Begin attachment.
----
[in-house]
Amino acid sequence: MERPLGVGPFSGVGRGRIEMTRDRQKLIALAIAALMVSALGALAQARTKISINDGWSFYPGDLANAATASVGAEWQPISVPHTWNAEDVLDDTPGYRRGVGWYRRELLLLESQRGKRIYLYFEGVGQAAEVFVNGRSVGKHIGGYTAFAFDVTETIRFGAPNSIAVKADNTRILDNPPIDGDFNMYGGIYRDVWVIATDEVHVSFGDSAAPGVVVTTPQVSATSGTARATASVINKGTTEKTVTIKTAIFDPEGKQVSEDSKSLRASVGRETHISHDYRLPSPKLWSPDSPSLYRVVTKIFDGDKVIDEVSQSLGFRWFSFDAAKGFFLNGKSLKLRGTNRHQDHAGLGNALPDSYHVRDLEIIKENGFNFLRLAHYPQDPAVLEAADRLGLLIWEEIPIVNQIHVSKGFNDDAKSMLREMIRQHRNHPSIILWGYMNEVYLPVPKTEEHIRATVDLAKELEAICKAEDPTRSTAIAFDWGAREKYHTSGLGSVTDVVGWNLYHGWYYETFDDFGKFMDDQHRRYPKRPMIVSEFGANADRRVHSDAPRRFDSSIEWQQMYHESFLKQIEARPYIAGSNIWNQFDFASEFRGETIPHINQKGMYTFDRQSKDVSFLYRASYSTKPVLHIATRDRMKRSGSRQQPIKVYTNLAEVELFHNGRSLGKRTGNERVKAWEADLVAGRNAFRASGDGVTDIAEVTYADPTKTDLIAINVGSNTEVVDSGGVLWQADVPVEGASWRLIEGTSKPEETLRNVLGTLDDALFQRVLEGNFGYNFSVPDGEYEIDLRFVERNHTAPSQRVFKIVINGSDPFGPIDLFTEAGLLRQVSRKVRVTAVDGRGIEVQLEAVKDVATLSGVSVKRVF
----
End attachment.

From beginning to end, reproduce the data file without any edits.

[in-house]
Amino acid sequence: MERPLGVGPFSGVGRGRIEMTRDRQKLIALAIAALMVSALGALAQARTKISINDGWSFYPGDLANAATASVGAEWQPISVPHTWNAEDVLDDTPGYRRGVGWYRRELLLLESQRGKRIYLYFEGVGQAAEVFVNGRSVGKHIGGYTAFAFDVTETIRFGAPNSIAVKADNTRILDNPPIDGDFNMYGGIYRDVWVIATDEVHVSFGDSAAPGVVVTTPQVSATSGTARATASVINKGTTEKTVTIKTAIFDPEGKQVSEDSKSLRASVGRETHISHDYRLPSPKLWSPDSPSLYRVVTKIFDGDKVIDEVSQSLGFRWFSFDAAKGFFLNGKSLKLRGTNRHQDHAGLGNALPDSYHVRDLEIIKENGFNFLRLAHYPQDPAVLEAADRLGLLIWEEIPIVNQIHVSKGFNDDAKSMLREMIRQHRNHPSIILWGYMNEVYLPVPKTEEHIRATVDLAKELEAICKAEDPTRSTAIAFDWGAREKYHTSGLGSVTDVVGWNLYHGWYYETFDDFGKFMDDQHRRYPKRPMIVSEFGANADRRVHSDAPRRFDSSIEWQQMYHESFLKQIEARPYIAGSNIWNQFDFASEFRGETIPHINQKGMYTFDRQSKDVSFLYRASYSTKPVLHIATRDRMKRSGSRQQPIKVYTNLAEVELFHNGRSLGKRTGNERVKAWEADLVAGRNAFRASGDGVTDIAEVTYADPTKTDLIAINVGSNTEVVDSGGVLWQADVPVEGASWRLIEGTSKPEETLRNVLGTLDDALFQRVLEGNFGYNFSVPDGEYEIDLRFVERNHTAPSQRVFKIVINGSDPFGPIDLFTEAGLLRQVSRKVRVTAVDGRGIEVQLEAVKDVATLSGVSVKRVF